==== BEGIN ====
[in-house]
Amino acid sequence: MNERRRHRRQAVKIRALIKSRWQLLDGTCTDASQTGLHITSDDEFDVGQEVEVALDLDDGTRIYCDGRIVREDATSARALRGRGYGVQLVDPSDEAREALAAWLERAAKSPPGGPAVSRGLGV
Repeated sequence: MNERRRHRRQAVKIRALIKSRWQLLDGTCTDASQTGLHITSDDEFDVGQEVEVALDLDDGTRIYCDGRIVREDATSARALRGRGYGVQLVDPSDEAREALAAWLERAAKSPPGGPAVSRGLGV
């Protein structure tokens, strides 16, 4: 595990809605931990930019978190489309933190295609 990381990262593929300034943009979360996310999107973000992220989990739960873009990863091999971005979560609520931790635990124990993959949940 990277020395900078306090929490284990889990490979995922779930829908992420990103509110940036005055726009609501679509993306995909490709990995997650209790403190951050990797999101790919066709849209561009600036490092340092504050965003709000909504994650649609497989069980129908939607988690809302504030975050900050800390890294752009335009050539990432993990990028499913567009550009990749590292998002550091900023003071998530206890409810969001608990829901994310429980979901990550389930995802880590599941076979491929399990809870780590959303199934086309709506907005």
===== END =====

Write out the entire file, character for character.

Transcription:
[in-house]
Amino acid sequence: MNERRRHRRQAVKIRALIKSRWQLLDGTCTDASQTGLHITSDDEFDVGQEVEVALDLDDGTRIYCDGRIVREDATSARALRGRGYGVQLVDPSDEAREALAAWLERAAKSPPGGPAVSRGLGV
Repeated sequence: MNERRRHRRQAVKIRALIKSRWQLLDGTCTDASQTGLHITSDDEFDVGQEVEVALDLDDGTRIYCDGRIVREDATSARALRGRGYGVQLVDPSDEAREALAAWLERAAKSPPGGPAVSRGLGV
């Protein structure tokens, strides 16, 4: 595990809605931990930019978190489309933190295609 990381990262593929300034943009979360996310999107973000992220989990739960873009990863091999971005979560609520931790635990124990993959949940 990277020395900078306090929490284990889990490979995922779930829908992420990103509110940036005055726009609501679509993306995909490709990995997650209790403190951050990797999101790919066709849209561009600036490092340092504050965003709000909504994650649609497989069980129908939607988690809302504030975050900050800390890294752009335009050539990432993990990028499913567009550009990749590292998002550091900023003071998530206890409810969001608990829901994310429980979901990550389930995802880590599941076979491929399990809870780590959303199934086309709506907005």